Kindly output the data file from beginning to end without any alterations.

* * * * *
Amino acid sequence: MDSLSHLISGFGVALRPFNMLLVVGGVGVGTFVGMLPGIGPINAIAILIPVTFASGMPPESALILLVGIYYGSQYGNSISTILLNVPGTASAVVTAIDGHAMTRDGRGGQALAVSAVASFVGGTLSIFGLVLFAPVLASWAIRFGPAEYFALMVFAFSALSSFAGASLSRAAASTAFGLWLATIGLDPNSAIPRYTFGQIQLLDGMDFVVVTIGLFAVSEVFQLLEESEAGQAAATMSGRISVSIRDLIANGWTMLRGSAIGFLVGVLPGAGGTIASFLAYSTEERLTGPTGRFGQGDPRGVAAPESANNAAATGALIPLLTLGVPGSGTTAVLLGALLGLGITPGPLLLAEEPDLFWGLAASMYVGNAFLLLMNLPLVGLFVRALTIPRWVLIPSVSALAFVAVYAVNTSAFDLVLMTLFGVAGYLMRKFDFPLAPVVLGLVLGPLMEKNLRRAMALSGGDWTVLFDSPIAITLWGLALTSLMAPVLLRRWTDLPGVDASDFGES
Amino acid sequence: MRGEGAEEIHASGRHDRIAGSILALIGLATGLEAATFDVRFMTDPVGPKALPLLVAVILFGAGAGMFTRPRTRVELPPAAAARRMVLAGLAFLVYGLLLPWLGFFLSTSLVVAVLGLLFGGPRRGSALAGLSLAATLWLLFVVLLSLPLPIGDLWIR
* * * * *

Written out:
Amino acid sequence: MDSLSHLISGFGVALRPFNMLLVVGGVGVGTFVGMLPGIGPINAIAILIPVTFASGMPPESALILLVGIYYGSQYGNSISTILLNVPGTASAVVTAIDGHAMTRDGRGGQALAVSAVASFVGGTLSIFGLVLFAPVLASWAIRFGPAEYFALMVFAFSALSSFAGASLSRAAASTAFGLWLATIGLDPNSAIPRYTFGQIQLLDGMDFVVVTIGLFAVSEVFQLLEESEAGQAAATMSGRISVSIRDLIANGWTMLRGSAIGFLVGVLPGAGGTIASFLAYSTEERLTGPTGRFGQGDPRGVAAPESANNAAATGALIPLLTLGVPGSGTTAVLLGALLGLGITPGPLLLAEEPDLFWGLAASMYVGNAFLLLMNLPLVGLFVRALTIPRWVLIPSVSALAFVAVYAVNTSAFDLVLMTLFGVAGYLMRKFDFPLAPVVLGLVLGPLMEKNLRRAMALSGGDWTVLFDSPIAITLWGLALTSLMAPVLLRRWTDLPGVDASDFGES
Amino acid sequence: MRGEGAEEIHASGRHDRIAGSILALIGLATGLEAATFDVRFMTDPVGPKALPLLVAVILFGAGAGMFTRPRTRVELPPAAAARRMVLAGLAFLVYGLLLPWLGFFLSTSLVVAVLGLLFGGPRRGSALAGLSLAATLWLLFVVLLSLPLPIGDLWIR